The word Powwow is the English translation of Pau Wau, which means medicine man in Narrtick. It was originally a healing ceremony performed by the tribe's spiritual or religious leaders. English settlers began to use the word to describe a meeting of Indigenous American medicine men, according to the Smithsonian Institution.
It was later used to describe any form of congregation of Indigenous American. Traditions evolved and these ceremonies became a way to “celebrate a rewarding hunt, give gratitude to the spirits for a bountiful harvest and to spiritually prepare a warrior for battle,” according to Native Hope.
Elements of these ceremonies include tribal drums, dancing, chanting, food and traditional healing rituals. In today’s society, these celebrations are still a big part of some Indigenous Americans’ lives. Many Indigenous Americans have migrated to more urban areas, and as a way to maintain their cultural identities, they have continued intertribal ceremonies.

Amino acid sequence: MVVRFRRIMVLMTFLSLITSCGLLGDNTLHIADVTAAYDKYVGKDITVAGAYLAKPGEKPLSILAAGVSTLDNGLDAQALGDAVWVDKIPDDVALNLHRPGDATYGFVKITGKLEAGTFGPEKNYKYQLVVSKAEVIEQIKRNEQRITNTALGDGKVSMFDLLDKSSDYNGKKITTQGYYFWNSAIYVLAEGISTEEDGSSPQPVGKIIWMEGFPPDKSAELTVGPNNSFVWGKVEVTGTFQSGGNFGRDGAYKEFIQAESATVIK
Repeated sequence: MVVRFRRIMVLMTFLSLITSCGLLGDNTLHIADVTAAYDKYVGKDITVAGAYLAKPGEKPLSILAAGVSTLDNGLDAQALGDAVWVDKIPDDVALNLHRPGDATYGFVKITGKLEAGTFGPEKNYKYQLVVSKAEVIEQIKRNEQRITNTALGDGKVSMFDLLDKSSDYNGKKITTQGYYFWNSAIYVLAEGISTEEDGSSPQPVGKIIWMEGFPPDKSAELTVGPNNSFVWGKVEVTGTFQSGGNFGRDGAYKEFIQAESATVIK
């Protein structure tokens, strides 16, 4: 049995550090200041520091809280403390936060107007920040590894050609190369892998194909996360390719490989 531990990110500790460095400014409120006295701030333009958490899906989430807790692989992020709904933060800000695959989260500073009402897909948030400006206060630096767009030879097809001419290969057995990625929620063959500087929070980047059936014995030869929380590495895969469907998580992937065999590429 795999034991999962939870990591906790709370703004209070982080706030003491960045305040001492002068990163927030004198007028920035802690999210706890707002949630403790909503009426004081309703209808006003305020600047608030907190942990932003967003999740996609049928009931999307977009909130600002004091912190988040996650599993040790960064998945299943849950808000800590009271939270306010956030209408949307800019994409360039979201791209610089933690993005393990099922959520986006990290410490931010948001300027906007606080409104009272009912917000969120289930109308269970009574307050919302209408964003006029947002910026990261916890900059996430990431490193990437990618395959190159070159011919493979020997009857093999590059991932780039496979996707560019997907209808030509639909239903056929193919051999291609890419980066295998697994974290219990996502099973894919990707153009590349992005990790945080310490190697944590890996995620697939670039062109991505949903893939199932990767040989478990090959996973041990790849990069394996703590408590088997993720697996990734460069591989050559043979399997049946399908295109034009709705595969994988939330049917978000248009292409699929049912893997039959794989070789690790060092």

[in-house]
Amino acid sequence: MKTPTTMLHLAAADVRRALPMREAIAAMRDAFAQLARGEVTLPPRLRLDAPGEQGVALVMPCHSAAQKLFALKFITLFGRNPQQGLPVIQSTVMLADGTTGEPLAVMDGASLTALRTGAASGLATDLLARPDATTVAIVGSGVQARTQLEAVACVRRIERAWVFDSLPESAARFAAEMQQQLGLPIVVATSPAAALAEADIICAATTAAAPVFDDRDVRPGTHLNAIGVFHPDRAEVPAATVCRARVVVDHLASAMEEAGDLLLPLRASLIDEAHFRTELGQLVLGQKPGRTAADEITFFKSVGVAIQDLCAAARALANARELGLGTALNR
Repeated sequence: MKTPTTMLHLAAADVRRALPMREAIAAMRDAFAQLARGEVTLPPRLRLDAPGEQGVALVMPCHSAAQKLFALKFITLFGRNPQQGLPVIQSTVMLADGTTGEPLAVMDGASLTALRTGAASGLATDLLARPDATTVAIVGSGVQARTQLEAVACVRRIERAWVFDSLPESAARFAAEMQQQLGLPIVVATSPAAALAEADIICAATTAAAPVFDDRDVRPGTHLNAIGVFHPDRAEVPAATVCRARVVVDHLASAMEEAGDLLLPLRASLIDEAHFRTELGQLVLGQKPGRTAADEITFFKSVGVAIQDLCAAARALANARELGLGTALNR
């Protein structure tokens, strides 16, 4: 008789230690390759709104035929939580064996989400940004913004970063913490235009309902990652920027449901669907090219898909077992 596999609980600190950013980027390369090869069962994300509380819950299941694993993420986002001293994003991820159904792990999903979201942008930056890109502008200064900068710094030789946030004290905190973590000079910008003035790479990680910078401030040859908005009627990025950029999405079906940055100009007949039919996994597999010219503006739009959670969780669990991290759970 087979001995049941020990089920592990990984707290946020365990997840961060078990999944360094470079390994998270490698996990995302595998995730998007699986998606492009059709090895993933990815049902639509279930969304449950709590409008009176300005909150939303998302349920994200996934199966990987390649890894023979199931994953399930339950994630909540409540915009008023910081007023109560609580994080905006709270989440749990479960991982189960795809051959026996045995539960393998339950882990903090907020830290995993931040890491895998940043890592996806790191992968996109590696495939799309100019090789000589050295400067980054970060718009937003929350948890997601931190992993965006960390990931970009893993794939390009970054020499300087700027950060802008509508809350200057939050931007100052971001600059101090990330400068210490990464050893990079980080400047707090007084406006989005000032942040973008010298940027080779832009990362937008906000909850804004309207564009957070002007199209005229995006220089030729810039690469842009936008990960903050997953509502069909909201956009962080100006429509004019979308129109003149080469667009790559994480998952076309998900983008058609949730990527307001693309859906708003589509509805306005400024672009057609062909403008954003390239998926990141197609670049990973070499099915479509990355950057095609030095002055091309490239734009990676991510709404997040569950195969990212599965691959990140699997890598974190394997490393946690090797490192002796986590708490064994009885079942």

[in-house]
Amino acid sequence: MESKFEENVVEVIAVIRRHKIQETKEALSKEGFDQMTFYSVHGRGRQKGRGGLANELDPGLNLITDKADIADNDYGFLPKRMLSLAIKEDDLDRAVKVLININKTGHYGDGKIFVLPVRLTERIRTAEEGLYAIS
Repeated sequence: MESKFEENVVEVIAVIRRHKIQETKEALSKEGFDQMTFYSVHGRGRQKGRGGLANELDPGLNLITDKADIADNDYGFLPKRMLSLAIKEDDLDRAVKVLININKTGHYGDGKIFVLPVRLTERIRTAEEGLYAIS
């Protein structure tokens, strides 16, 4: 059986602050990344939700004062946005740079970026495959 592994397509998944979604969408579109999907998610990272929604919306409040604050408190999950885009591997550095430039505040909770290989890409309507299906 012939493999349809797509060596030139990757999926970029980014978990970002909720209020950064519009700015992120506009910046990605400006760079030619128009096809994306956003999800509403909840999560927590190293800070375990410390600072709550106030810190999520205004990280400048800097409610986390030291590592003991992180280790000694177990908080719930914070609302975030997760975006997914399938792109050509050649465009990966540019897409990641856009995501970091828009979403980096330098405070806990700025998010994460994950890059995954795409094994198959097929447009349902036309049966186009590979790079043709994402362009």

“This gives them a chance to interact with Native Americans from other tribes, as well as expose their children to the culture,” Murton McCluskey said in his book“Your Guide to Understanding and Enjoying Pow Wows.”
A lot of Indigenous American ceremonies are closed to the public but powwows are open to people of varying beliefs and backgrounds. Powwows are an opportunity for Native people to honor and maintain traditional values of their culture.
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